workshop floor

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Forum topic by Jim posted 02-19-2011 04:19 AM 6693 views 1 time favorited 11 replies Add to Favorites Watch
View Jim's profile


32 posts in 2306 days

02-19-2011 04:19 AM

Topic tags/keywords: question tablesaw bandsaw planer miter saw router rustic

Greetings! I have a question…. what is the best surface for a woodworking workshop floor? I just ordered a shed with a plywood floor that will be my woodshop. Does anyone out there have any suggestions as to what I should do with the floor? I think I read somewhere that vinyl tile is good because of easy clean up.
Thanks for your help. Jim

-- All who wander are not lost.

11 replies so far

View brunob's profile


2277 posts in 3593 days

#1 posted 02-19-2011 04:29 AM

I got a shed delivered with a plywood floor. Just left it the way it was. Works for me.

-- Bruce from Central New, if you'll pardon me, I have some sawdust to make.

View Resurrected's profile


671 posts in 2116 days

#2 posted 02-19-2011 06:00 AM

Concrete is fine with me.

I think its your preference, Big tools usually are heavy and might mark the tile up. But its a shop.

-- Who can I block now???????????????????????

View Edziu's profile


150 posts in 2475 days

#3 posted 02-19-2011 06:02 AM

I cannot tell you what makes the best shop floor. From my experience, I can give you one thing that is not the best shop floor.

VCT. Vinyl Composition Tile. We got a great deal on a whole pallet of the stuff because it was the wrong color for someone else’s job. We have a fairly sizable main room, (23X46) and it was bare concrete. We needed to fill cracks in the floor and brighten up the floor at the same time. We went with VCT because it would make a great surface to clean up- and it does. We laid it, waited about six months, and stripped it and put three coats of very low-gloss polish on it. Bad Idea. After a day of sanding, when there is a fine layer of dust on the floor, the place is a deathtrap. Thankfully, in 8 months, I have only fallen once.

So my advice to you is to avoid VCT and just pick up some nice interlocking foam mats for yourself and keep it simple.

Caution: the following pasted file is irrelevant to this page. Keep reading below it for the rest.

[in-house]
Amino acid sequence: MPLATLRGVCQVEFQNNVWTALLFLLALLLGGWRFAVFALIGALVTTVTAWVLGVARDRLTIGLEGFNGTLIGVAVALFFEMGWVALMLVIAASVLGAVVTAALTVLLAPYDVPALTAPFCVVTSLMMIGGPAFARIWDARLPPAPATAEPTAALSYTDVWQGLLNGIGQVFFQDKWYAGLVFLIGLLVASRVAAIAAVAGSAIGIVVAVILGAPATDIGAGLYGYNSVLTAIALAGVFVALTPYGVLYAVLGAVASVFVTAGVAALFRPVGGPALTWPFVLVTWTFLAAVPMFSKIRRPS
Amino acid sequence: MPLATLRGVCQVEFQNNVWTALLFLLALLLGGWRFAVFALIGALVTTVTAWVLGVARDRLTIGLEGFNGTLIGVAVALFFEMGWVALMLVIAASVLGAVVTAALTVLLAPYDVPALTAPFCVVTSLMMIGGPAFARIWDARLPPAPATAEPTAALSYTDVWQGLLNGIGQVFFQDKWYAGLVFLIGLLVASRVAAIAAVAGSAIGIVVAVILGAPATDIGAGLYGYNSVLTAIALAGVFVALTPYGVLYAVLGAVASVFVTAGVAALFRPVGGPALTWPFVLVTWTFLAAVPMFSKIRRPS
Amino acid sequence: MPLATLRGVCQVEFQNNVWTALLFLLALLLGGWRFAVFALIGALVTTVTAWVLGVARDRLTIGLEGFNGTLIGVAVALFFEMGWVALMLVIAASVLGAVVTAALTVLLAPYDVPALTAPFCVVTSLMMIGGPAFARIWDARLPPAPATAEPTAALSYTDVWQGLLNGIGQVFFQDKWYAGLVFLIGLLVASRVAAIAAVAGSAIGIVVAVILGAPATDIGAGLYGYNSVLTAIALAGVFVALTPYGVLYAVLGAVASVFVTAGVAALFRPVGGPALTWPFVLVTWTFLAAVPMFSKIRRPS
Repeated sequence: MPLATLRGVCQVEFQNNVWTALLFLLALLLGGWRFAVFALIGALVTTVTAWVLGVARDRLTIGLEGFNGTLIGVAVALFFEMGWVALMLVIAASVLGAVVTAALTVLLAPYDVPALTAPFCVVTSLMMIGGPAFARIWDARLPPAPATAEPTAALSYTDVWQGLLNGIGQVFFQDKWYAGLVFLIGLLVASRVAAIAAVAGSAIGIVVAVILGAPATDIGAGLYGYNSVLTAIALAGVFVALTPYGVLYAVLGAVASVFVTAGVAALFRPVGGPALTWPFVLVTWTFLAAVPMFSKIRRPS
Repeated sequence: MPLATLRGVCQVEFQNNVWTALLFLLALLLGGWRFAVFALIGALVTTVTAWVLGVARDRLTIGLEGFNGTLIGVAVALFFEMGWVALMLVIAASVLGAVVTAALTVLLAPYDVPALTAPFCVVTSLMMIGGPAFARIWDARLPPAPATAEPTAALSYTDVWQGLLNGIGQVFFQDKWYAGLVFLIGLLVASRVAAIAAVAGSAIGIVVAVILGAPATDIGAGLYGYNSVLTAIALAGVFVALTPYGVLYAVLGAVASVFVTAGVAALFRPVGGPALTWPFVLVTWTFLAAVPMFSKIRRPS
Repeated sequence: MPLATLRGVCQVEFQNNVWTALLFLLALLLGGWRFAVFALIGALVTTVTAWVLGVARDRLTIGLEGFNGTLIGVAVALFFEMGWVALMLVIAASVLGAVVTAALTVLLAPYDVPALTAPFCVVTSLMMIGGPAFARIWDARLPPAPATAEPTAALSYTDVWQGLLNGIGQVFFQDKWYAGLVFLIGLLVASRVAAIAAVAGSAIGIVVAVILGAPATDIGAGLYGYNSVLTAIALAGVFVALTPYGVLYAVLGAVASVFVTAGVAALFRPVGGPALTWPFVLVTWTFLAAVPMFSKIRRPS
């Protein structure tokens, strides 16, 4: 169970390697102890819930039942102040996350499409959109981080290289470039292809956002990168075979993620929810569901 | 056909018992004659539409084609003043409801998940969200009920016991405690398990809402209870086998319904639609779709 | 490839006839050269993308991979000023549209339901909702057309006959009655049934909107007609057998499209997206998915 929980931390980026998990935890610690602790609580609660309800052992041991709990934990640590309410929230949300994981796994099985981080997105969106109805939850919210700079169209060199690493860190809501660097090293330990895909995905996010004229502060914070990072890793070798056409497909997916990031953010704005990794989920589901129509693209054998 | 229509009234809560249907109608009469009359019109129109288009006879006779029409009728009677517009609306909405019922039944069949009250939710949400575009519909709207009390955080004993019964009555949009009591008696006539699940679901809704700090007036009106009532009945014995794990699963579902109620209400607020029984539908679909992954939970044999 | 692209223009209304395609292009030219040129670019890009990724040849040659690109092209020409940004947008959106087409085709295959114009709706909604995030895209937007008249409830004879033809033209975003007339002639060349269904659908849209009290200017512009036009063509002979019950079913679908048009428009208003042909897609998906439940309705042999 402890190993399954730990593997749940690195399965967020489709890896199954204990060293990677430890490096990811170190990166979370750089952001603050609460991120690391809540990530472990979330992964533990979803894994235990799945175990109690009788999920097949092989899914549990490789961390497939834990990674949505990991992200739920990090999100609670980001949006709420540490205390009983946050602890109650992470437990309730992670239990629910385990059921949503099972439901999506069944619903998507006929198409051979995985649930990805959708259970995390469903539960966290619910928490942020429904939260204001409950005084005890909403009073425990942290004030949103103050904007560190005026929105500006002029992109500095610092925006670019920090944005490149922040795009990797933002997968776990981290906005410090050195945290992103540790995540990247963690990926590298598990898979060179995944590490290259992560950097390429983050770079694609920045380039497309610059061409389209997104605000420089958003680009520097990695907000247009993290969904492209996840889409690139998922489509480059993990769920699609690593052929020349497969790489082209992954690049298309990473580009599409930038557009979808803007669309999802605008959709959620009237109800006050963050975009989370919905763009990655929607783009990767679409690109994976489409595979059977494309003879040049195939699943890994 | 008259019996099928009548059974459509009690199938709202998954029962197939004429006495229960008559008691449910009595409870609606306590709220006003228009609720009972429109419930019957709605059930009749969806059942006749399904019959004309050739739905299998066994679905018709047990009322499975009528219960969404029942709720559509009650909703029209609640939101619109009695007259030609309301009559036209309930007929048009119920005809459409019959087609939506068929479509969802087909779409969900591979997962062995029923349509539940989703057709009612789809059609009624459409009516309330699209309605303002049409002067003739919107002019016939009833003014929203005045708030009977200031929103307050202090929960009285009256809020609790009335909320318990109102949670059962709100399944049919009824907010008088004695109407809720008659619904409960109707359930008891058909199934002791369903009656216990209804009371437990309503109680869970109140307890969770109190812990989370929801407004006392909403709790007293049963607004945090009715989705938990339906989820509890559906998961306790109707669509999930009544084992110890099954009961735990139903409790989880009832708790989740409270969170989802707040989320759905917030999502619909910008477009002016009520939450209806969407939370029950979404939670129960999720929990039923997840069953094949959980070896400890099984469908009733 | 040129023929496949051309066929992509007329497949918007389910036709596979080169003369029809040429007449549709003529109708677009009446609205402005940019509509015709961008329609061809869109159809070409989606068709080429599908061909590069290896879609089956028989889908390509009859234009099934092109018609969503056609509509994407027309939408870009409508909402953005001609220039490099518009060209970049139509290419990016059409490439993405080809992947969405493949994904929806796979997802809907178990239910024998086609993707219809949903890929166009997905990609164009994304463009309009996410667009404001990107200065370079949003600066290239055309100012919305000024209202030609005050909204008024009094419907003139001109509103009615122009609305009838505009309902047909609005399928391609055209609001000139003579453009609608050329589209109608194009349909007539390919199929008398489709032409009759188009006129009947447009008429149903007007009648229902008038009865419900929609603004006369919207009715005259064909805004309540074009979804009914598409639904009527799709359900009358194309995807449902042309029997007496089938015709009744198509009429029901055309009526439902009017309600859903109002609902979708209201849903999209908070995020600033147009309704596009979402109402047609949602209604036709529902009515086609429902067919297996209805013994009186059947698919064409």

View KnotWright's profile


252 posts in 2912 days

#4 posted 02-19-2011 06:24 AM

I like my wood floors, I painted the plywood downstairs with some battleship grey latex paint just to seal it. Now I’m upstairs and have the original pine flooring. I don’t worry about spills or saw dust. Its very comfortable under foot, so no need for the foam mats.

I don’t ever want to go back to concrete floors, cold and hard on the feet and tools.

-- James

View wseand's profile


2754 posts in 2465 days

#5 posted 02-19-2011 07:00 AM

If you are spending many hours in the shop your best bet is wood. It is so much more forgiving. Better on your body and better if you drop tools. But you don’t want it flimsy, make it sturdy. If it comes with a flimsy floor I would build your own or at least reinforce it and then put the shed on it instead.

-- Bill - "Freedom flies in your heart like an Eagle" Audie Murphy

View Sarit's profile


514 posts in 2563 days

#6 posted 02-19-2011 12:44 PM

If you have a raised plywood floor, then you have the option of running dust collection underneath and possibly changing it as your shop layout changes. Its a bit harder to do that with a poured concrete one.

If you have really heavy tools, I would imagine that its easier to roll around on concrete. I would think that with plywood (especially the cheap stuff) the heavy machines would leave impressions in the wood, but that might be a plus since you’ll know exactly where to park it :)

If you decide to do plywood, I would recommend that you ‘overbuild’ it. Don’t just do minimum code requirements. You may have to double up on the joists and/or make them deeper and/or add support piers.

View Bernie's profile


416 posts in 2261 days

#7 posted 02-22-2011 04:58 PM

I dug out the bottom of my barn up here in NH and installed a plywood floor… best thing I ever did. We have a lot of ledge (NH = Granite State) and lots of running water, especially in the spring melt. What I did was lay a double layer of plastic to let the water run under it, a 2X4 frame of pressure treated wood, then my plywood. I did not paint it for 2 reasons. #1, I wanted the floor to breath and stay dry. I was worried about moisture getting caught under it and rotting out. So far, ten years latter, I still don’t detect any problems. My #2 reason was that I thought paint or any type of finish on the floor would be slippery. So plain plywood has worked so well for me.

-- Bernie: It never gets hot or cold in New Hampshire, just seasonal!

View dbray45's profile


3147 posts in 2200 days

#8 posted 02-22-2011 05:02 PM

I have a sealed vinyl tile floor, I do NOT recommend it. When there is sawdust on the floor it can be like an ice skating rink. It is too slippery

-- David in Damascus, MD

View Jim Finn's profile

Jim Finn

2391 posts in 2346 days

#9 posted 02-22-2011 05:14 PM

I layed 2×4’s on edge and screwed tounge and groove plywood to it over the concrete floor. I put the 2×4’s 12” apart and doubled them where my table saw is parked. No finish nor paint. Works well for me.

-- "You may have your PHD but I have my GED and my DD 214"

View Jeff in Huntersville's profile

Jeff in Huntersville

404 posts in 2618 days

#10 posted 02-22-2011 05:14 PM

I have concrete because that’s what came with the garage. Not about to change it. However, wood stored on the floor will wick up moisture so it has to be raised.

View Jim's profile


32 posts in 2306 days

#11 posted 02-22-2011 06:15 PM

Thanks guys, I’ll just leave it as it is…plywood and re-enforce areas with the heavey stuff. Jim

-- All who wander are not lost.

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